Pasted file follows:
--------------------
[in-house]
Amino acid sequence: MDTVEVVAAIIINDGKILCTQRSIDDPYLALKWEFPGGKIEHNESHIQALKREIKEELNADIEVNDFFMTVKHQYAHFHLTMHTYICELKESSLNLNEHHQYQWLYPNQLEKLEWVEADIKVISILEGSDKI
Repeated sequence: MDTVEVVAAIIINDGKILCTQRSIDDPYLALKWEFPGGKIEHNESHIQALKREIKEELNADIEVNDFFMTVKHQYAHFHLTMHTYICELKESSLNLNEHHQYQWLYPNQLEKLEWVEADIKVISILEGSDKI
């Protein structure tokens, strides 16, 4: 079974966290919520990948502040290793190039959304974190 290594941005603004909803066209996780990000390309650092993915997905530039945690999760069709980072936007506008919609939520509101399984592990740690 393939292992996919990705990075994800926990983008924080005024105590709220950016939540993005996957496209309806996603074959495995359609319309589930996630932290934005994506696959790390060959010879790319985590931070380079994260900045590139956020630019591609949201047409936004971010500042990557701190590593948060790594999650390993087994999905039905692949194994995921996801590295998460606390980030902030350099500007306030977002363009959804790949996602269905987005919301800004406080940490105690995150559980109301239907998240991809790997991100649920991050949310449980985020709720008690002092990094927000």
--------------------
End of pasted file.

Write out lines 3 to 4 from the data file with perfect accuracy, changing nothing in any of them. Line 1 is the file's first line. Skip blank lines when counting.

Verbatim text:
Repeated sequence: MDTVEVVAAIIINDGKILCTQRSIDDPYLALKWEFPGGKIEHNESHIQALKREIKEELNADIEVNDFFMTVKHQYAHFHLTMHTYICELKESSLNLNEHHQYQWLYPNQLEKLEWVEADIKVISILEGSDKI
């Protein structure tokens, strides 16, 4: 079974966290919520990948502040290793190039959304974190 290594941005603004909803066209996780990000390309650092993915997905530039945690999760069709980072936007506008919609939520509101399984592990740690 393939292992996919990705990075994800926990983008924080005024105590709220950016939540993005996957496209309806996603074959495995359609319309589930996630932290934005994506696959790390060959010879790319985590931070380079994260900045590139956020630019591609949201047409936004971010500042990557701190590593948060790594999650390993087994999905039905692949194994995921996801590295998460606390980030902030350099500007306030977002363009959804790949996602269905987005919301800004406080940490105690995150559980109301239907998240991809790997991100649920991050949310449980985020709720008690002092990094927000």